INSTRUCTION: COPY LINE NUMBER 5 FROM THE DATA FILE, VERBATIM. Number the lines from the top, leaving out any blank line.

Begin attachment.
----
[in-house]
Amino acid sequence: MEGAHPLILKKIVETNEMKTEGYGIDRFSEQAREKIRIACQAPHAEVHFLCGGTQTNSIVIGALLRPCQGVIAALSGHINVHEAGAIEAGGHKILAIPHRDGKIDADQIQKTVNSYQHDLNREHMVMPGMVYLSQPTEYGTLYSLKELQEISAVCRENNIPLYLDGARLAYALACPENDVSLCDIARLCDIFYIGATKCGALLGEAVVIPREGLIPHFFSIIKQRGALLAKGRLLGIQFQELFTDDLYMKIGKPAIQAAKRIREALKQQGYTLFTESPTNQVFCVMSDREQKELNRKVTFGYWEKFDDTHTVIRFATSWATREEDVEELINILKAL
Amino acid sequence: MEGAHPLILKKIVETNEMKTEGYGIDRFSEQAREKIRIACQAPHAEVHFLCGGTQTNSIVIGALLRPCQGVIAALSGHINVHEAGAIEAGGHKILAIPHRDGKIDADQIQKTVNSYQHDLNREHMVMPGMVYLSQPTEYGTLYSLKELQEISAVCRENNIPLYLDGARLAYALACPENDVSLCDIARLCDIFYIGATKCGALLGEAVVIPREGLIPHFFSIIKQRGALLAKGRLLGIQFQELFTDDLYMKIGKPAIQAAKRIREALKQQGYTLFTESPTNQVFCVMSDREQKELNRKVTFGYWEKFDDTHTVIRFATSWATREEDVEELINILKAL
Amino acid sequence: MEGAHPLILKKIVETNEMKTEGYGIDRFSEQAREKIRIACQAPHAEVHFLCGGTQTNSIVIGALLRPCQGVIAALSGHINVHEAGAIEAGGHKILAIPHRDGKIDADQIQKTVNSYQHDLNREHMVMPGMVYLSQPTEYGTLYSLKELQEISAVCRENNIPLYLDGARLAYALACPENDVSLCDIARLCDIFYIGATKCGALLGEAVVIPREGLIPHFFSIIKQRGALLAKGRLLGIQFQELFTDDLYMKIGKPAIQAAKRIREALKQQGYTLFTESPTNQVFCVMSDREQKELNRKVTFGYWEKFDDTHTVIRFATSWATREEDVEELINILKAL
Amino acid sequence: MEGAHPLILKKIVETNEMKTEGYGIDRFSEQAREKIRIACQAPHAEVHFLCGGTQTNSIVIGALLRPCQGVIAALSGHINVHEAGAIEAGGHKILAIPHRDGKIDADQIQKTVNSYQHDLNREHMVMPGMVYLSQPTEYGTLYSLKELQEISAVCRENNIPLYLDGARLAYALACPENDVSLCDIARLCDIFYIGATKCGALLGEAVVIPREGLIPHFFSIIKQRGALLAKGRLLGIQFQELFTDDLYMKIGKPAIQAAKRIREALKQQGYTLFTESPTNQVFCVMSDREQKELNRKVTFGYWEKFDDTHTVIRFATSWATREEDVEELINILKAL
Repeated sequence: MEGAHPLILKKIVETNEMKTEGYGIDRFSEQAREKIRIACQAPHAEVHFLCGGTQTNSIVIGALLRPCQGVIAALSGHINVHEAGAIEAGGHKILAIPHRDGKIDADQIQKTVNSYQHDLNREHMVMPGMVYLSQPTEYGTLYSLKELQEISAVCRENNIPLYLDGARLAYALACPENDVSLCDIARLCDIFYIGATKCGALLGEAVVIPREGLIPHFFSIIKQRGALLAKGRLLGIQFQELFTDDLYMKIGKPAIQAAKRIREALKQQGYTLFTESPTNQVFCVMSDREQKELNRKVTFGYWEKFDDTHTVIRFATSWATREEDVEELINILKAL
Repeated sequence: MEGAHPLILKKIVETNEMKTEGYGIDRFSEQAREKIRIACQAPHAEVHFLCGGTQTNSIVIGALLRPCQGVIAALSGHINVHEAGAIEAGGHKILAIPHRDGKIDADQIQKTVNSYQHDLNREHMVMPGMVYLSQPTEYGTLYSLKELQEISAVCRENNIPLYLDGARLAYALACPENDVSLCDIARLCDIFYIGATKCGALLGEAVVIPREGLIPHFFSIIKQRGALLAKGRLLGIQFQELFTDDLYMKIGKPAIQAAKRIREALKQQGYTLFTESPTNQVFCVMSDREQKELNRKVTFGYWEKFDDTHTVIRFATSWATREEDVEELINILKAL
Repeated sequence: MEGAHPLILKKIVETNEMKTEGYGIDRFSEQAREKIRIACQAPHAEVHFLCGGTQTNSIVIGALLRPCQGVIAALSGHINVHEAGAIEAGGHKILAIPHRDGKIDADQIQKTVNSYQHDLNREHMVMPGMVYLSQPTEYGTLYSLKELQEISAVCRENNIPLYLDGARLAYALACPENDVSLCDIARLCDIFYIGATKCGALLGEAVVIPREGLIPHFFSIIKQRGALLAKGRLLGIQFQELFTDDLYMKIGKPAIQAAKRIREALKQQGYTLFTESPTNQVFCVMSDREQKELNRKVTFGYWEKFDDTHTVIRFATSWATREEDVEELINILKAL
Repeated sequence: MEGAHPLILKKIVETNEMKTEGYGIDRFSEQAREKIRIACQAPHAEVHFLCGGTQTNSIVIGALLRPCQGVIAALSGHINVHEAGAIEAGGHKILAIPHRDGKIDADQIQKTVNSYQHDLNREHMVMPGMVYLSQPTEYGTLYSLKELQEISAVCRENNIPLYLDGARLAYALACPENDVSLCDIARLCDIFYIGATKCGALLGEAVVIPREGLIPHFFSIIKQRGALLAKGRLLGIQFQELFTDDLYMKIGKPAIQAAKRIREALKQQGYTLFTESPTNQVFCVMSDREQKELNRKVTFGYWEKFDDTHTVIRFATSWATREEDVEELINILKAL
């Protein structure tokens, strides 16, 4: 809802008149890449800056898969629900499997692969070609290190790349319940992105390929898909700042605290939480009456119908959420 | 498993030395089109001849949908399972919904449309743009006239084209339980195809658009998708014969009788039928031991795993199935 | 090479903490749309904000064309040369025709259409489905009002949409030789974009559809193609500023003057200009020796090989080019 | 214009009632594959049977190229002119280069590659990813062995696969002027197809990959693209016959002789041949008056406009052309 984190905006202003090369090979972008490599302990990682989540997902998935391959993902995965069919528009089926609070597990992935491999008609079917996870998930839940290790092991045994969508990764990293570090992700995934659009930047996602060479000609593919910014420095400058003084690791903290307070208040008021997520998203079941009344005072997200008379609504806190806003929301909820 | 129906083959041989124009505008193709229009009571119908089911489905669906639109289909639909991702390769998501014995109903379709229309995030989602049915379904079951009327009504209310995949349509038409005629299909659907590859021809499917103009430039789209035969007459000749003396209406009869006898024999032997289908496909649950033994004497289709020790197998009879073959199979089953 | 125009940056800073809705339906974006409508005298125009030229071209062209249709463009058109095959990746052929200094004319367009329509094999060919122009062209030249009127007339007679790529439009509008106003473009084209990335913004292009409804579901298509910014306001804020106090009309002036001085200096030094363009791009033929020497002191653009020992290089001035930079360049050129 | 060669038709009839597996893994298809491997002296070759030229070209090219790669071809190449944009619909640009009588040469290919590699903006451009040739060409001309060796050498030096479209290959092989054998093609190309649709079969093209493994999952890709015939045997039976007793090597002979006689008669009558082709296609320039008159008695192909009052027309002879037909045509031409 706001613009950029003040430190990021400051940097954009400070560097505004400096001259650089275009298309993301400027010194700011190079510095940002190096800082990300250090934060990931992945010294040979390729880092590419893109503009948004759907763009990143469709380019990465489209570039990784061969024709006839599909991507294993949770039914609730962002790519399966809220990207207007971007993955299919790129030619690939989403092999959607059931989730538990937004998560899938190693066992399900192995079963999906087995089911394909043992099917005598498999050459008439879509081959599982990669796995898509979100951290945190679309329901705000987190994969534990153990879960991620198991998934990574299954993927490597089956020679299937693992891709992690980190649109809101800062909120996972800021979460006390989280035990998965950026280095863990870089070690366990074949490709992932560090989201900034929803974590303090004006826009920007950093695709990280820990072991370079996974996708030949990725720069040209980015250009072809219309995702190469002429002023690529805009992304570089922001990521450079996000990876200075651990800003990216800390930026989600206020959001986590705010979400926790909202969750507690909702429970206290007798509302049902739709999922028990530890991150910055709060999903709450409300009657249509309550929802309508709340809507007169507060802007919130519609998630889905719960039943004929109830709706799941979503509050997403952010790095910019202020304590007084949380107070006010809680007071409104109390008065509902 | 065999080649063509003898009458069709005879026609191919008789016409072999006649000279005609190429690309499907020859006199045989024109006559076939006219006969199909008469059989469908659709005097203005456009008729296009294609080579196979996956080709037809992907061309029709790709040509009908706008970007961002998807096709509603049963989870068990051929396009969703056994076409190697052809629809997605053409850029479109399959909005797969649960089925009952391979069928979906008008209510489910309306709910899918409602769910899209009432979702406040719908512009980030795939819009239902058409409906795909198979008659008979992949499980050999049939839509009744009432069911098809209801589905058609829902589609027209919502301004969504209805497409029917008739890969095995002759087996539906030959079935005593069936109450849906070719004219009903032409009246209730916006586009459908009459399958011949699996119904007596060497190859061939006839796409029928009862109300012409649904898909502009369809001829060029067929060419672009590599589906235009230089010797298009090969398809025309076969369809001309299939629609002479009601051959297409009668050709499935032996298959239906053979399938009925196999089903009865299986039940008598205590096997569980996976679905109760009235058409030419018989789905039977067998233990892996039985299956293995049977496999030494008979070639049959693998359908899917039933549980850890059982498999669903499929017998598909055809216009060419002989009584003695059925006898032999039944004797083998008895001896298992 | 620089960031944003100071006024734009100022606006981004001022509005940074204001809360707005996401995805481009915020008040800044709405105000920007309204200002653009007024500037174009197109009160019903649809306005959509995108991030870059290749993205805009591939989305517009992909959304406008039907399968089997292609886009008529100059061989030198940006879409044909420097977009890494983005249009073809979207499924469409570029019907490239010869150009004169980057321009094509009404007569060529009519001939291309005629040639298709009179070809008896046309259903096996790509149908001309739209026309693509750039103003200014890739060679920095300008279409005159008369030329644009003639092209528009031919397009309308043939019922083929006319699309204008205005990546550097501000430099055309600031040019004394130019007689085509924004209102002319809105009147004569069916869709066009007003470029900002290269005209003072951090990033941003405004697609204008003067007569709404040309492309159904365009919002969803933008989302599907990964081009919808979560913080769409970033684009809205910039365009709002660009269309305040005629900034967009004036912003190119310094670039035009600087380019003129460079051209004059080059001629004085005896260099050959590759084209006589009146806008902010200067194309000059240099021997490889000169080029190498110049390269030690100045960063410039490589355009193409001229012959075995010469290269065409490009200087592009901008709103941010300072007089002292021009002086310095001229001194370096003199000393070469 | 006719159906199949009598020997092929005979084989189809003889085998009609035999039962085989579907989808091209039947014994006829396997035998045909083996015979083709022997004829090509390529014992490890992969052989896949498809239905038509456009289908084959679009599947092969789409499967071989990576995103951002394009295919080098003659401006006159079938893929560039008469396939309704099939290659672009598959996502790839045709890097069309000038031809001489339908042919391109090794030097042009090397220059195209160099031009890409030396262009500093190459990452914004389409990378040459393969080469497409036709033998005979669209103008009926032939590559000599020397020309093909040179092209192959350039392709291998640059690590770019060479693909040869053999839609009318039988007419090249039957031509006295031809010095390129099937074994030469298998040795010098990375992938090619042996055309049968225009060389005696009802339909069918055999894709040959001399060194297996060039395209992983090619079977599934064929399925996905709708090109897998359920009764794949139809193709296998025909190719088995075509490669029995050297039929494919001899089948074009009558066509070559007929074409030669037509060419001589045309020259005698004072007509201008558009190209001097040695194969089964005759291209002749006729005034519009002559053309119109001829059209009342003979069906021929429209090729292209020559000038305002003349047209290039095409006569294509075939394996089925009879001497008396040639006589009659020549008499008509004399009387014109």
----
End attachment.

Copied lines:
Amino acid sequence: MEGAHPLILKKIVETNEMKTEGYGIDRFSEQAREKIRIACQAPHAEVHFLCGGTQTNSIVIGALLRPCQGVIAALSGHINVHEAGAIEAGGHKILAIPHRDGKIDADQIQKTVNSYQHDLNREHMVMPGMVYLSQPTEYGTLYSLKELQEISAVCRENNIPLYLDGARLAYALACPENDVSLCDIARLCDIFYIGATKCGALLGEAVVIPREGLIPHFFSIIKQRGALLAKGRLLGIQFQELFTDDLYMKIGKPAIQAAKRIREALKQQGYTLFTESPTNQVFCVMSDREQKELNRKVTFGYWEKFDDTHTVIRFATSWATREEDVEELINILKAL